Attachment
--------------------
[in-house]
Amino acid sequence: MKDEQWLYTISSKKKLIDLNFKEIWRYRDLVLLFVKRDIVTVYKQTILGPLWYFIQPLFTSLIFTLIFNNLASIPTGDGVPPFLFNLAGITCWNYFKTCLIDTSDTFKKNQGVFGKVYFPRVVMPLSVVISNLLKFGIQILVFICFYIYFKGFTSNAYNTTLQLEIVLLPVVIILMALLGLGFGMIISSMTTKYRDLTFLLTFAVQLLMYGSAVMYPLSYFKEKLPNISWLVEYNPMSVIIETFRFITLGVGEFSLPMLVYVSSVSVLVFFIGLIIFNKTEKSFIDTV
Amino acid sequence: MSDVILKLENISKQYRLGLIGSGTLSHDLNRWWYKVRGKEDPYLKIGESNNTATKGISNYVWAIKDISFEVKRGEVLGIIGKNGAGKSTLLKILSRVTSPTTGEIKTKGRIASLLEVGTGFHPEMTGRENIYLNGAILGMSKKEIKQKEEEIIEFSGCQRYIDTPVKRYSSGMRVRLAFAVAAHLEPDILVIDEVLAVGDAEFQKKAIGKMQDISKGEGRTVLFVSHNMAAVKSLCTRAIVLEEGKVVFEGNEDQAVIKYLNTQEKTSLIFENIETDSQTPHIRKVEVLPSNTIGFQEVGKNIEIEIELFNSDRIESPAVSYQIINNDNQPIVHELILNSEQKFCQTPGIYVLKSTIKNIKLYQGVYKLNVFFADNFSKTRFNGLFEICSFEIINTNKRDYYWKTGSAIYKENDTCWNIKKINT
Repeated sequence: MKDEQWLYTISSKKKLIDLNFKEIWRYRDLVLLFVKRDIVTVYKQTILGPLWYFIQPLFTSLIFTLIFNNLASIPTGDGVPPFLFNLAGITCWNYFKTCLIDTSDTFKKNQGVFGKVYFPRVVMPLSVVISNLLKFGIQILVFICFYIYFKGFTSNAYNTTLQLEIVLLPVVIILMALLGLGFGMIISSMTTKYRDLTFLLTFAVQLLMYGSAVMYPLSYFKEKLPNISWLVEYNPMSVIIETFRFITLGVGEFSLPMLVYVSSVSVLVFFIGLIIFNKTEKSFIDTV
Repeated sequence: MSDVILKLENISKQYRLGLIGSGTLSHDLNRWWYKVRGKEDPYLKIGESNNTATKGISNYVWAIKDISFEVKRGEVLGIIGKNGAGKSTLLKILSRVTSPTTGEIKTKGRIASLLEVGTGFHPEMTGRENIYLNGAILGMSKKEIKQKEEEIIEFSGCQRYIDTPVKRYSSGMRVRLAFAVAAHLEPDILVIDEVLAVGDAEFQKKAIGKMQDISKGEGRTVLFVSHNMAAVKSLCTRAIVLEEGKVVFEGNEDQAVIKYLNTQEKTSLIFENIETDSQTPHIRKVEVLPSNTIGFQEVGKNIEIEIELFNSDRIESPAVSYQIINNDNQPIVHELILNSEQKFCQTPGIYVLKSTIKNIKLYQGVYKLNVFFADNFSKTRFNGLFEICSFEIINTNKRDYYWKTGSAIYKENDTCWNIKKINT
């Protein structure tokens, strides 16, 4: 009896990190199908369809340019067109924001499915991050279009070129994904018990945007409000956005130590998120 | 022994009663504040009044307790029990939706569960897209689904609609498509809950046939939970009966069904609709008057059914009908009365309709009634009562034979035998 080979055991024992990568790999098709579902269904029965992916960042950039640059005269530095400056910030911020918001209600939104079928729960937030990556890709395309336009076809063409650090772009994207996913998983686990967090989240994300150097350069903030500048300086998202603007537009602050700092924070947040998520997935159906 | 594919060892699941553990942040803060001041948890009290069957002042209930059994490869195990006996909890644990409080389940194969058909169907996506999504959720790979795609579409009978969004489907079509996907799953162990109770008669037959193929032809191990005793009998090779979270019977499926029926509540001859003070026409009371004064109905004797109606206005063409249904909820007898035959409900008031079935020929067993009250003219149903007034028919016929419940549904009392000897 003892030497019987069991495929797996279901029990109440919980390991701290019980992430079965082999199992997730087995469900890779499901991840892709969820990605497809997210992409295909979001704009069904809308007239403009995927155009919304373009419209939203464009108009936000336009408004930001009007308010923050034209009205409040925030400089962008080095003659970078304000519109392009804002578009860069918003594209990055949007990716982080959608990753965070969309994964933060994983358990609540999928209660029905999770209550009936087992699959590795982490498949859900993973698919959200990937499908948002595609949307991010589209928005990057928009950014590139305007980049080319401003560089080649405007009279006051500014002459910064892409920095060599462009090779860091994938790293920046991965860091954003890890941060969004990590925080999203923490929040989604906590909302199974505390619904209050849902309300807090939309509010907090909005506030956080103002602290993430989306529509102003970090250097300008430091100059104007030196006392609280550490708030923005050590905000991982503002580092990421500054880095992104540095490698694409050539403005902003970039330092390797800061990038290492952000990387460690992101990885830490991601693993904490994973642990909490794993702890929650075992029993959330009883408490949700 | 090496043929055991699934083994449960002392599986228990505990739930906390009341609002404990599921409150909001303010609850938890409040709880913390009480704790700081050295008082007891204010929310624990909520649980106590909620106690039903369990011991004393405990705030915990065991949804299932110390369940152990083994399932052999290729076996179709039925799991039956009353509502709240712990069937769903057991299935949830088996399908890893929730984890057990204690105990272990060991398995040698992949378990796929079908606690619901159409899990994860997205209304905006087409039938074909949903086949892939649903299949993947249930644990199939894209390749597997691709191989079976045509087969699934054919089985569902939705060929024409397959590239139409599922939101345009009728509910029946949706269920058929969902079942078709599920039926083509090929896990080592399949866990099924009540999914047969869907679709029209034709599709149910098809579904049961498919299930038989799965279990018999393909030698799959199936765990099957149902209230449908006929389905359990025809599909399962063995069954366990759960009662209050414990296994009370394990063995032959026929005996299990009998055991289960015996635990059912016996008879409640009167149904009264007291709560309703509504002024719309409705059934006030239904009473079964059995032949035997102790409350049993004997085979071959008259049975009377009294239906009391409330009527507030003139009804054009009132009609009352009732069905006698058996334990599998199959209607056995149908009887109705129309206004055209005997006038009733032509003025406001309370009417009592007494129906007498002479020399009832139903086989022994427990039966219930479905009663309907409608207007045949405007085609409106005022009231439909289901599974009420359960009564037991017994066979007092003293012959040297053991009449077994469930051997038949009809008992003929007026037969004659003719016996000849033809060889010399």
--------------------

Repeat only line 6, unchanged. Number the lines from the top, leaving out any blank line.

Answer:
């Protein structure tokens, strides 16, 4: 009896990190199908369809340019067109924001499915991050279009070129994904018990945007409000956005130590998120 | 022994009663504040009044307790029990939706569960897209689904609609498509809950046939939970009966069904609709008057059914009908009365309709009634009562034979035998 080979055991024992990568790999098709579902269904029965992916960042950039640059005269530095400056910030911020918001209600939104079928729960937030990556890709395309336009076809063409650090772009994207996913998983686990967090989240994300150097350069903030500048300086998202603007537009602050700092924070947040998520997935159906 | 594919060892699941553990942040803060001041948890009290069957002042209930059994490869195990006996909890644990409080389940194969058909169907996506999504959720790979795609579409009978969004489907079509996907799953162990109770008669037959193929032809191990005793009998090779979270019977499926029926509540001859003070026409009371004064109905004797109606206005063409249904909820007898035959409900008031079935020929067993009250003219149903007034028919016929419940549904009392000897 003892030497019987069991495929797996279901029990109440919980390991701290019980992430079965082999199992997730087995469900890779499901991840892709969820990605497809997210992409295909979001704009069904809308007239403009995927155009919304373009419209939203464009108009936000336009408004930001009007308010923050034209009205409040925030400089962008080095003659970078304000519109392009804002578009860069918003594209990055949007990716982080959608990753965070969309994964933060994983358990609540999928209660029905999770209550009936087992699959590795982490498949859900993973698919959200990937499908948002595609949307991010589209928005990057928009950014590139305007980049080319401003560089080649405007009279006051500014002459910064892409920095060599462009090779860091994938790293920046991965860091954003890890941060969004990590925080999203923490929040989604906590909302199974505390619904209050849902309300807090939309509010907090909005506030956080103002602290993430989306529509102003970090250097300008430091100059104007030196006392609280550490708030923005050590905000991982503002580092990421500054880095992104540095490698694409050539403005902003970039330092390797800061990038290492952000990387460690992101990885830490991601693993904490994973642990909490794993702890929650075992029993959330009883408490949700 | 090496043929055991699934083994449960002392599986228990505990739930906390009341609002404990599921409150909001303010609850938890409040709880913390009480704790700081050295008082007891204010929310624990909520649980106590909620106690039903369990011991004393405990705030915990065991949804299932110390369940152990083994399932052999290729076996179709039925799991039956009353509502709240712990069937769903057991299935949830088996399908890893929730984890057990204690105990272990060991398995040698992949378990796929079908606690619901159409899990994860997205209304905006087409039938074909949903086949892939649903299949993947249930644990199939894209390749597997691709191989079976045509087969699934054919089985569902939705060929024409397959590239139409599922939101345009009728509910029946949706269920058929969902079942078709599920039926083509090929896990080592399949866990099924009540999914047969869907679709029209034709599709149910098809579904049961498919299930038989799965279990018999393909030698799959199936765990099957149902209230449908006929389905359990025809599909399962063995069954366990759960009662209050414990296994009370394990063995032959026929005996299990009998055991289960015996635990059912016996008879409640009167149904009264007291709560309703509504002024719309409705059934006030239904009473079964059995032949035997102790409350049993004997085979071959008259049975009377009294239906009391409330009527507030003139009804054009009132009609009352009732069905006698058996334990599998199959209607056995149908009887109705129309206004055209005997006038009733032509003025406001309370009417009592007494129906007498002479020399009832139903086989022994427990039966219930479905009663309907409608207007045949405007085609409106005022009231439909289901599974009420359960009564037991017994066979007092003293012959040297053991009449077994469930051997038949009809008992003929007026037969004659003719016996000849033809060889010399």